CONSTANTINOPLIS

£1750

Superb decorative coloured Incunabulum leaf in folio showing Constantinople (today Istanbul) by H. Schedel.

From the famous "Nuremberg Chronicle" in Latin edition printed 1493. Verso portraits several woodcuts including portraits of Byzantine emperors, Saint Helena (mother of Emperor Constantine I) and Arius, and a group representing the Council of Nicea.

. Leaf number CXXX.

Excellent hand colour

Rare and in near MINT condition

Reference Fauser 6810

code : M4823

Cartographer : Hartman SCHEDEL

Date : 1493 Nuremberg

Size : 24*53 cms sheet 44*58cms

availability : Available

Price : £1750

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Hartmann Schedel (13 February 1440 - 28 November 1514) was a German physician, humanist, historian, and one of the first cartographers to use the printing press. He was born in Nuremberg. Matheolus Perusinus served as his tutor.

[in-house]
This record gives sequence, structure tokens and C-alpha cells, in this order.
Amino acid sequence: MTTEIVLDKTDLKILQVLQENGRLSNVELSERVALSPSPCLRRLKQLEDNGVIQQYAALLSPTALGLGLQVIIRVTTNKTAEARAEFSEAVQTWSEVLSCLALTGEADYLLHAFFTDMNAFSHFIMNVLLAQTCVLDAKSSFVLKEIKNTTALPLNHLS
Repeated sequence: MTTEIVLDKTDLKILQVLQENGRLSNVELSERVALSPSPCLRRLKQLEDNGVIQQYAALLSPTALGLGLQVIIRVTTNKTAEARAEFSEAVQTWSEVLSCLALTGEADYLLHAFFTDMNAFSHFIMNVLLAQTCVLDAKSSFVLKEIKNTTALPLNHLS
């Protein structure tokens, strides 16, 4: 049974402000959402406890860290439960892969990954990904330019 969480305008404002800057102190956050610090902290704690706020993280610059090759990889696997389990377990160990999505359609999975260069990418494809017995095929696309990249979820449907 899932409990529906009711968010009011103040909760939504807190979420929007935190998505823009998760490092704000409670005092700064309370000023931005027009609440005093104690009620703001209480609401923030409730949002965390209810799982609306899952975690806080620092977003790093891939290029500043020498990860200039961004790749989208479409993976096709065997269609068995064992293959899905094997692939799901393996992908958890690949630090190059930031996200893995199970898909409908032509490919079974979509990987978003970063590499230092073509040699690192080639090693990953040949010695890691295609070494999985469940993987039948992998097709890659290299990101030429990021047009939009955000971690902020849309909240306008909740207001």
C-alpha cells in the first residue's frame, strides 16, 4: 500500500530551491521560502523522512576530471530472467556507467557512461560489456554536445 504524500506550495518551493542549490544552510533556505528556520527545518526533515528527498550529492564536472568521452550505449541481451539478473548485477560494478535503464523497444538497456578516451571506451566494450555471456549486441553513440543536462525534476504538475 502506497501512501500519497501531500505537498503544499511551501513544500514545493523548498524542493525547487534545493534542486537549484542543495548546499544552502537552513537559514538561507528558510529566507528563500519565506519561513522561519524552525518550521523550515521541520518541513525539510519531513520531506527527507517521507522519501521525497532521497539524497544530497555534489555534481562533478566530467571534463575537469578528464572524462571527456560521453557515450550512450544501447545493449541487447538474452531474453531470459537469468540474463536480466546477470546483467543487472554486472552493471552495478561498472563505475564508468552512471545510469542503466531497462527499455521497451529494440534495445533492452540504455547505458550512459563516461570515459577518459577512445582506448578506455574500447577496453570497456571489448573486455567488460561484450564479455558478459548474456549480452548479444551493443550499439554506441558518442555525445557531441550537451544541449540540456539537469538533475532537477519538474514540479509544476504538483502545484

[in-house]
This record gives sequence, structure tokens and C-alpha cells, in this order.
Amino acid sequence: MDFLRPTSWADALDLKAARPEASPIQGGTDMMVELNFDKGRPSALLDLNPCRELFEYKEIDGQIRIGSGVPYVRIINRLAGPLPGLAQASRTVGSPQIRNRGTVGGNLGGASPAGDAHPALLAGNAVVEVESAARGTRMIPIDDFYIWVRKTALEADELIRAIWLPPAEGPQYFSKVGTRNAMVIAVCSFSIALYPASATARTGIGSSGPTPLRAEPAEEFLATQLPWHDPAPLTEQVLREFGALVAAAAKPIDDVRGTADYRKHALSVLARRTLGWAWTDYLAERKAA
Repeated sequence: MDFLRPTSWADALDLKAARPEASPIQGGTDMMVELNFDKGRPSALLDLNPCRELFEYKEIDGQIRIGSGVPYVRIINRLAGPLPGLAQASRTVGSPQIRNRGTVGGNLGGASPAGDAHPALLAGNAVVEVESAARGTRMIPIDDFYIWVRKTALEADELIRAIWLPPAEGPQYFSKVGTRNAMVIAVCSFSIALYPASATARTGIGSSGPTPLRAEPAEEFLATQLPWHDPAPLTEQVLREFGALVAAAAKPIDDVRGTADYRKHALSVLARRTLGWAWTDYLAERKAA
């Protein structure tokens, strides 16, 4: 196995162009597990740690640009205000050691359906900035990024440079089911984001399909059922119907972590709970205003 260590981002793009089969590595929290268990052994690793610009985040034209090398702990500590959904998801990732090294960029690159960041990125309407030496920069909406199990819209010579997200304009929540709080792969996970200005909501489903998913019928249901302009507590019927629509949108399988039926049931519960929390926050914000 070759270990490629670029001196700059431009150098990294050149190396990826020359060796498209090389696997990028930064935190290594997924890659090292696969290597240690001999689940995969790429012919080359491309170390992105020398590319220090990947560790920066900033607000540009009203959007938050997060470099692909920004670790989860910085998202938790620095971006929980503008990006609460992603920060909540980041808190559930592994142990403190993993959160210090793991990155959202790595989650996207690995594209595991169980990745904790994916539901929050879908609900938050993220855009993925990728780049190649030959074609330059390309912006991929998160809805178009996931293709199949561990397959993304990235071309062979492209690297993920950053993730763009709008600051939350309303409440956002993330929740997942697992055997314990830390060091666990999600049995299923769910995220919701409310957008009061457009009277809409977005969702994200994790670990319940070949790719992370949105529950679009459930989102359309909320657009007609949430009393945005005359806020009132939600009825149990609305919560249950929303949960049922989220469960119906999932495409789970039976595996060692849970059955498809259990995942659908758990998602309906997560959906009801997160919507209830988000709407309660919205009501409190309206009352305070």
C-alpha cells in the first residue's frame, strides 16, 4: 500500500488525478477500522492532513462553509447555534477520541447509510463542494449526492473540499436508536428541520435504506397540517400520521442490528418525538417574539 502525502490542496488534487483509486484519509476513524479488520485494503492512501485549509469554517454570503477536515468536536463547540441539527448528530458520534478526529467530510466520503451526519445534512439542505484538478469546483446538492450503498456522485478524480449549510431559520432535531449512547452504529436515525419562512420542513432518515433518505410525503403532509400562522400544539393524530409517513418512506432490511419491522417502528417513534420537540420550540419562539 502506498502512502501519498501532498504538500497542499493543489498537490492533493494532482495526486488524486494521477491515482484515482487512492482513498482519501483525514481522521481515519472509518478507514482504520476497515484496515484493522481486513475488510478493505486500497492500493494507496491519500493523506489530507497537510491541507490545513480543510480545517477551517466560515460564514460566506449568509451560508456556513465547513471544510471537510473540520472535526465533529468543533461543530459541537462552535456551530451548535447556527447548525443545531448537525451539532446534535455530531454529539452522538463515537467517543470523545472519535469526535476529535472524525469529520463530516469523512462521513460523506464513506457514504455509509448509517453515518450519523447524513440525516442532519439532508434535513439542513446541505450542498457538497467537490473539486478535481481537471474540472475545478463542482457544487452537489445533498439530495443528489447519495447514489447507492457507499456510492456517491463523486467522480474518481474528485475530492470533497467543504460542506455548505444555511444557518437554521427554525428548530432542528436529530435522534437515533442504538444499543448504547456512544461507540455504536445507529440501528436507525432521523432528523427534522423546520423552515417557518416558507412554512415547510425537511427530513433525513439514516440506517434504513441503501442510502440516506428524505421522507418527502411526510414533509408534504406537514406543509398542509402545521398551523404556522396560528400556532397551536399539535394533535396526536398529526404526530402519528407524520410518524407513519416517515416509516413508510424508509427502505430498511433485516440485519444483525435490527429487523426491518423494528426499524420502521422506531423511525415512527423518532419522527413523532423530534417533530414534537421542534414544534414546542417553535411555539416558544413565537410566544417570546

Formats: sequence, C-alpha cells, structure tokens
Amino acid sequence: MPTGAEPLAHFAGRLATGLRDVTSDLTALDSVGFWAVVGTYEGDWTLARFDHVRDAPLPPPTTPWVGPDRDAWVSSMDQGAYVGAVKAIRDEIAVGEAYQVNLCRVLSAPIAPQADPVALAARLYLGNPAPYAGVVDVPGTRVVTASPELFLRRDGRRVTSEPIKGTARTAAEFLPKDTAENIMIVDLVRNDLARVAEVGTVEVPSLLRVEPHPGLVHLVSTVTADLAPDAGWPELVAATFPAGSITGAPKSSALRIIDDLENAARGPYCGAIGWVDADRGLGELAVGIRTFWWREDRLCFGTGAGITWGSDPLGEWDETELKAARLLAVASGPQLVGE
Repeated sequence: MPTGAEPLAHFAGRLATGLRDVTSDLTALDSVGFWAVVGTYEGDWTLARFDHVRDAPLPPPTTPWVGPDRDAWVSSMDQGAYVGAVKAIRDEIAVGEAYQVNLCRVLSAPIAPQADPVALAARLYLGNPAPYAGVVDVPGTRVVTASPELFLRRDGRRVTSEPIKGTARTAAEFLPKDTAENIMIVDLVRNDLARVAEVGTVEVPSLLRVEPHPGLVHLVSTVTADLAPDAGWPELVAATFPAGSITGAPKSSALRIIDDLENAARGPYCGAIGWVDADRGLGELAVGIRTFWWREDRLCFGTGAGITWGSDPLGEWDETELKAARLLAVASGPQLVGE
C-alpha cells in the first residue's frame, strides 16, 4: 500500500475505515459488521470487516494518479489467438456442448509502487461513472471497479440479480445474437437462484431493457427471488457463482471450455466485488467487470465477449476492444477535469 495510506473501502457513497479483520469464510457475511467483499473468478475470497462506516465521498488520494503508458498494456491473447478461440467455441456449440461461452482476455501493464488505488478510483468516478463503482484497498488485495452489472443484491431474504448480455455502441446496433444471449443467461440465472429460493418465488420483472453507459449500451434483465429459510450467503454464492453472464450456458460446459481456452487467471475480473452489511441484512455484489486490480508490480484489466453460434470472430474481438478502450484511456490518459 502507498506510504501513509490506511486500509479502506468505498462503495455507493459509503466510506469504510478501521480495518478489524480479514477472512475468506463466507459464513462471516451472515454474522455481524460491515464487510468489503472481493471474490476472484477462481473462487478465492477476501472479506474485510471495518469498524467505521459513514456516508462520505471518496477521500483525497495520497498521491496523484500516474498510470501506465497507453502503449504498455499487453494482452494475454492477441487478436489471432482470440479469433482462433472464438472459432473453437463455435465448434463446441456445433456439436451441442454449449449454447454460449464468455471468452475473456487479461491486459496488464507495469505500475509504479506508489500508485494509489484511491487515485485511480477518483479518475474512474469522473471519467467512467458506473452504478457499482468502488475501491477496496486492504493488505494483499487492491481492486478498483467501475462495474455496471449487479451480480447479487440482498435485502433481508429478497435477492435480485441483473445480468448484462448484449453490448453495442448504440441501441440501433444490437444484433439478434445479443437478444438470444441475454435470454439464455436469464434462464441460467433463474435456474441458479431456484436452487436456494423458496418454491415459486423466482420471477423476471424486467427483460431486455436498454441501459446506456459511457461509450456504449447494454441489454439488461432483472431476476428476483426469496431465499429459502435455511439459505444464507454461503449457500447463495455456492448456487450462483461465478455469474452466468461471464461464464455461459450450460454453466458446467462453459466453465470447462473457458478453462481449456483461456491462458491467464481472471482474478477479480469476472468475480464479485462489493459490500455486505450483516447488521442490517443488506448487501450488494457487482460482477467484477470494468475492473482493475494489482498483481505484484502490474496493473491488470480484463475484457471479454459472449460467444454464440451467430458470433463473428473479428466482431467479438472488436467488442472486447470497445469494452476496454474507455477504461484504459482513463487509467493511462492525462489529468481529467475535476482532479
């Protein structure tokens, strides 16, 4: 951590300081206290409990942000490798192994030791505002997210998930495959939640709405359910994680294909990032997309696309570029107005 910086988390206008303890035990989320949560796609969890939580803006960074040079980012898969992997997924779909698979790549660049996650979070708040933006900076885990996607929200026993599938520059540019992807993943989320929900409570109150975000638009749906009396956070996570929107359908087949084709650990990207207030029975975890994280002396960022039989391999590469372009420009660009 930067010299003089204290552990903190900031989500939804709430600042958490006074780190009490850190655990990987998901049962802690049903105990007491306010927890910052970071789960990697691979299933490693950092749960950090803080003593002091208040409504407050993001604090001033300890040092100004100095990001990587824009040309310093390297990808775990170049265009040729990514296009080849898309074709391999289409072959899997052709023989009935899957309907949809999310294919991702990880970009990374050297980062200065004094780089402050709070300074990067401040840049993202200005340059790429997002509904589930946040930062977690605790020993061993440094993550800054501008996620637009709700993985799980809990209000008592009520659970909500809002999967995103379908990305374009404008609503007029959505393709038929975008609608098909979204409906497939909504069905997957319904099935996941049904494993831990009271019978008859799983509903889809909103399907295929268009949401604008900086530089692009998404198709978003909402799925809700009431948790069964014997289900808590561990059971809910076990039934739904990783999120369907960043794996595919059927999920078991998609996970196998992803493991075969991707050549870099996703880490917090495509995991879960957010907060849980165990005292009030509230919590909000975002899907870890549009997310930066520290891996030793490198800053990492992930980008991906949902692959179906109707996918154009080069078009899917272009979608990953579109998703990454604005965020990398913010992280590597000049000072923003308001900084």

Schedel is best known for his writing the text for the Nuremberg Chronicle, known as Schedelsche Weltchronik (English: Schedel's World Chronicle), published in 1493 in Nuremberg. It was probably commissioned by Anton Koberger. Maps in the Chronicle were the first ever illustrations of many cities and countries.

With the invention of the printing press by Johannes Gutenberg in 1447, it became feasible to print books and maps for a larger customer basis. Because they had to be handwritten, books were previously rare and very expensive.

Schedel was also a notable collector of books, art and old master prints. An album he had bound in 1504, which once contained five engravings by Jacopo de' Barbari, provides important evidence for dating de' Barbari's work.